Port Alfred’s water situation shows no signs of improving yet, although we are a few days away from the first phase seawater reverse osmosis (SWRO) plant going online, according to the last update sent by the municipality.
Water supply has been sporadic on Port Alfred’s west bank, but has remained the same for residents in the high lying areas of both east and west banks, who have received no water at all for the past six months.
Residents began complaining months ago about the unfairness, some might say morality, of the municipality to continue charging a water availability fee on their account every month. The monthly amount, R106.69, might be a drop in the bucket to some, but for others that R100 could put more food on the table or go towards buying water from the shop.
Aside from gripes on social media, we knew of no formal requests to the municipality to suspend that charge during the water crisis, and to give credit to ratepayers who have gone without water for months on end.
But then, last week, the DA took up the cause and submitted a motion to council that the water availability charge be scrapped until SANS 241 quality water is consistently supplied. Good for the DA, but it seems a bit of an 11th hour attempt to appeal to ratepayers, especially if we start receiving water from the SWRO plant in the next few days.
That is a big “if”, as this plant has been delayed several times before. So maybe the DA motion still has merit.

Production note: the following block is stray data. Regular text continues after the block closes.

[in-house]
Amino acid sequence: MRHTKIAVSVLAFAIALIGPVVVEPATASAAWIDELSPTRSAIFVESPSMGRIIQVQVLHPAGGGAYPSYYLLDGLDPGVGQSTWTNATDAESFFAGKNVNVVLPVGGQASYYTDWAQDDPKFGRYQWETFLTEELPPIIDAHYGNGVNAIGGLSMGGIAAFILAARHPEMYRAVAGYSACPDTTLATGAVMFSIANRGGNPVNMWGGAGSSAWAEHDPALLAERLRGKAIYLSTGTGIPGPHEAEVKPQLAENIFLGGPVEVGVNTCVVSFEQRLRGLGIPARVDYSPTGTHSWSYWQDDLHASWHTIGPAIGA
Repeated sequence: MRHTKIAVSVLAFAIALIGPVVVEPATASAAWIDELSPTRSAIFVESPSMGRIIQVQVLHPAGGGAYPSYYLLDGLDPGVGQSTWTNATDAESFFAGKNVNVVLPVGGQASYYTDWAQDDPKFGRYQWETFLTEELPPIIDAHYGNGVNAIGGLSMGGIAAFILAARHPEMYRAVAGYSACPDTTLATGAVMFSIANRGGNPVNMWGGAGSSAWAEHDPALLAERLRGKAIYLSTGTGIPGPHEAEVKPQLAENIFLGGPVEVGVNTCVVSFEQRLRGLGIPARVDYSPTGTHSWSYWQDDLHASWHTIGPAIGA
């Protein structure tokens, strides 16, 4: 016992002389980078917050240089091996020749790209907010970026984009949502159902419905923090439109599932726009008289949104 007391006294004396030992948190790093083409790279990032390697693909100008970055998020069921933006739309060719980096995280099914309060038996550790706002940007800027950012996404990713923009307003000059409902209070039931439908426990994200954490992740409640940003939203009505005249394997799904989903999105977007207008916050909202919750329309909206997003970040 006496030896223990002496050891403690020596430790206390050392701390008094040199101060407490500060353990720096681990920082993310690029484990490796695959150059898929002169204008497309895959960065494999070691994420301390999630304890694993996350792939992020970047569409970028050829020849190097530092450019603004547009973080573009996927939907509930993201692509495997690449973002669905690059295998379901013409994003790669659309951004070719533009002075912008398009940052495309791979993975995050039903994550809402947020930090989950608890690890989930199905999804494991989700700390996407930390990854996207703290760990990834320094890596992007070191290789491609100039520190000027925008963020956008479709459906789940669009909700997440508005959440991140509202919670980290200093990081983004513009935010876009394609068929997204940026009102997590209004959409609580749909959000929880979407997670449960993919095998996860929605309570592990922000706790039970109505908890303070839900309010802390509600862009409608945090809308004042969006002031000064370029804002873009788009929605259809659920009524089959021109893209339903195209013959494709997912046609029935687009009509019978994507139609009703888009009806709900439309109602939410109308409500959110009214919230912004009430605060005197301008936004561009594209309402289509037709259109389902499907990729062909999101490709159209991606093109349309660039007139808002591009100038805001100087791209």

The DA is correct that Ndlambe Municipality has been unable to ensure a consistent, quality water supply to residents, especially in the Bathurst and Port Alfred areas.
Pertinent too is that the Constitution of South Africa guarantees all residents the right of access to sufficient water. Some pay for it, others do not. But the municipality is obligated to provide it. It has failed in this obligation.
At the very least, the municipality can give all ratepayers in affected areas a credit for the past six months of paying that water availability charge. That amounts to a R640.14 credit on their accounts. Do it, Ndlambe, it is the right thing to do.
It is a credit that will be most welcome when we find out how much the water from our new RO plant is going to cost us. Some estimates are it could be as much as five times what we pay for municipal water now. And will it be worth it?
– Jon Houzet